Sixty down, 20 long miles to go. Caught up in the rhythm of the peloton, you float to the middle of the pack. Suddenly, you realize that while your mind has momentarily slipped out of "race" mode, an attack launched.
The realization comes too late. You jump but the break can't be reached. The race is over. You finish tired, frustrated and disappointed. You know you had the power and the skill to be at the front. So how did you miss the break?
Quality training and racing is more than the sum of your miles. To achieve peak performance, you must possess the ability to remain engaged and alert for prolonged periods of time, and be able to regain focus when faced with distractions.
Often, the ability to focus for the duration of a race is what separates those at the top of the standings from riders of similar physical and technical ability. Despite the countless hours of offseason saddle time, few athletes make the effort to develop and strengthen their concentration skills.
Here are a few training tips you can use to sharpen your focus and get the most out of your race-day performance.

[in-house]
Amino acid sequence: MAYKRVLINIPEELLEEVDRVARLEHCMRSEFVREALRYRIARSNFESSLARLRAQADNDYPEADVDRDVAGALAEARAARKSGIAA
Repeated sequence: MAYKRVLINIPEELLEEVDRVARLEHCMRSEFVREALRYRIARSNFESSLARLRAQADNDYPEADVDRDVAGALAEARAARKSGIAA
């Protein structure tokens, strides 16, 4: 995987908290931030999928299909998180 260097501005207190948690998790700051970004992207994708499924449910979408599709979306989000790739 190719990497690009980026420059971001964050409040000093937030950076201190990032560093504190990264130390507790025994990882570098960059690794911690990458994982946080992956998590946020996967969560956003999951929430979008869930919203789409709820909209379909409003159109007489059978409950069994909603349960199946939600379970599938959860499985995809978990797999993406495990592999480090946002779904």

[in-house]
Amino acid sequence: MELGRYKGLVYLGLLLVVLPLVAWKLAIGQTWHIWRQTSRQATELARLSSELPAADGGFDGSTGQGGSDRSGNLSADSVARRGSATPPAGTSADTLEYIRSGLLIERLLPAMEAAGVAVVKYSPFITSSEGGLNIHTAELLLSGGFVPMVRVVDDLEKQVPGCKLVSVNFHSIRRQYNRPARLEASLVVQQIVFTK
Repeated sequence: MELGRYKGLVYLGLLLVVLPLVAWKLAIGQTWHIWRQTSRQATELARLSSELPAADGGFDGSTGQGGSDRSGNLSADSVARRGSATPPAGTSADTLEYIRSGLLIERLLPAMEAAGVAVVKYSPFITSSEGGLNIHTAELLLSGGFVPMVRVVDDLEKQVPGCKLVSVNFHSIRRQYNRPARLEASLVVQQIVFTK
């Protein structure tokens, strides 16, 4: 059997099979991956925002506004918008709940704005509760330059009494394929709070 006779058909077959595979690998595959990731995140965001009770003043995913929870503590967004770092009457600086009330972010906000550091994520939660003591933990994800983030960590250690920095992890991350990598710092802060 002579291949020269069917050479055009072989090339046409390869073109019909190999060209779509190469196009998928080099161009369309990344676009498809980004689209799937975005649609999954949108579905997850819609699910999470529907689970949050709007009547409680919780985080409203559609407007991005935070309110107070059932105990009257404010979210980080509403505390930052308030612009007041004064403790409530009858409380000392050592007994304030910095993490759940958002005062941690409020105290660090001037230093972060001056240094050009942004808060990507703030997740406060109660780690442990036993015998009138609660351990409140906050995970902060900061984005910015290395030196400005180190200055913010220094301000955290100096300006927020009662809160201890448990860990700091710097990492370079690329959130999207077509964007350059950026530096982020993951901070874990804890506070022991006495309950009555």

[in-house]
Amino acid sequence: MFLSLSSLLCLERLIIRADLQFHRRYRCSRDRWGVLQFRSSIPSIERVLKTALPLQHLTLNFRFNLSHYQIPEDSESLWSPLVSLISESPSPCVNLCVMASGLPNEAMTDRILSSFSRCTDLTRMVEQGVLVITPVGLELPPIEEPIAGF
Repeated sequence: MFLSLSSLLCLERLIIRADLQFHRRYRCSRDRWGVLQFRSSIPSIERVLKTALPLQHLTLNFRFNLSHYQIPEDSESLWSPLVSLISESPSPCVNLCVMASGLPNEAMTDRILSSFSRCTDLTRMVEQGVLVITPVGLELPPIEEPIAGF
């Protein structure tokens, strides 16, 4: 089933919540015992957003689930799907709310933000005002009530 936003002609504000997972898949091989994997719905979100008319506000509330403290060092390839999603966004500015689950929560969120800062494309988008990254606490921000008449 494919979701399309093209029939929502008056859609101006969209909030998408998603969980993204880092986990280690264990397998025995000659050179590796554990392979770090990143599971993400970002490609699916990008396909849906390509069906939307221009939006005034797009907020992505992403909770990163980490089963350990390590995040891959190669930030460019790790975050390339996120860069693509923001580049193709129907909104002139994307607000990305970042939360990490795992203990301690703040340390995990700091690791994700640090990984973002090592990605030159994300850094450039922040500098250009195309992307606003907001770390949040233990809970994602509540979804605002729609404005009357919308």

Aside from paying attention to traffic and the occasional enthusiastic dog, day-to-day training does not require the high level of concentration that racing demands. Training plans often fail to develop focus with the same intentional and systematic precision given to physical development.
This may be an oversight, or it may be due to the common misperception that either you have this skill or you don't. And come race day, the environment itself will not be enough to ensure automatic engagement.
Focus and concentration is not a switch that can be flipped on at will. If it were, missing the break or a turn on the racecourse would be far less common.
Quality concentration is a valuable mental "muscle" that riders need to learn how to flex and strengthen. Once harnessed, the powers of focus and concentration will enhance your ability to stay engaged across the span of a race, push through fatigue, and regain control when distractions occur.
Flex Your Focus Muscles
The offseason is the best time to work on your focus and concentration. As mileage climbs during training, the natural inclination is to "get in the groove" and "just ride."